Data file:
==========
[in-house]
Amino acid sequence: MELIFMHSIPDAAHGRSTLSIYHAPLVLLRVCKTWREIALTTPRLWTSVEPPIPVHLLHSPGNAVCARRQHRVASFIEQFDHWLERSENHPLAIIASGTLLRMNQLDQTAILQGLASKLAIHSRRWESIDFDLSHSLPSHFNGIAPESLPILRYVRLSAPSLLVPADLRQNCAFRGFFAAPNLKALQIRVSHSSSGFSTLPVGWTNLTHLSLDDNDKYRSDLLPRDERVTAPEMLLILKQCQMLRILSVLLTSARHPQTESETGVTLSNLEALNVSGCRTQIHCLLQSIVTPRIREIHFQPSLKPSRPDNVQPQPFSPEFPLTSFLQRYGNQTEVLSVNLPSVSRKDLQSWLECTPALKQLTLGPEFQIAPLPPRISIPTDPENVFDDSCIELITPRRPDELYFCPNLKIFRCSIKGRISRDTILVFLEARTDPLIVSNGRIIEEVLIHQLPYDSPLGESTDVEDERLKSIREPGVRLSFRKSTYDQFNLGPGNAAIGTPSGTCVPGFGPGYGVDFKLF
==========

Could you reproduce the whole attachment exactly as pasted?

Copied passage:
[in-house]
Amino acid sequence: MELIFMHSIPDAAHGRSTLSIYHAPLVLLRVCKTWREIALTTPRLWTSVEPPIPVHLLHSPGNAVCARRQHRVASFIEQFDHWLERSENHPLAIIASGTLLRMNQLDQTAILQGLASKLAIHSRRWESIDFDLSHSLPSHFNGIAPESLPILRYVRLSAPSLLVPADLRQNCAFRGFFAAPNLKALQIRVSHSSSGFSTLPVGWTNLTHLSLDDNDKYRSDLLPRDERVTAPEMLLILKQCQMLRILSVLLTSARHPQTESETGVTLSNLEALNVSGCRTQIHCLLQSIVTPRIREIHFQPSLKPSRPDNVQPQPFSPEFPLTSFLQRYGNQTEVLSVNLPSVSRKDLQSWLECTPALKQLTLGPEFQIAPLPPRISIPTDPENVFDDSCIELITPRRPDELYFCPNLKIFRCSIKGRISRDTILVFLEARTDPLIVSNGRIIEEVLIHQLPYDSPLGESTDVEDERLKSIREPGVRLSFRKSTYDQFNLGPGNAAIGTPSGTCVPGFGPGYGVDFKLF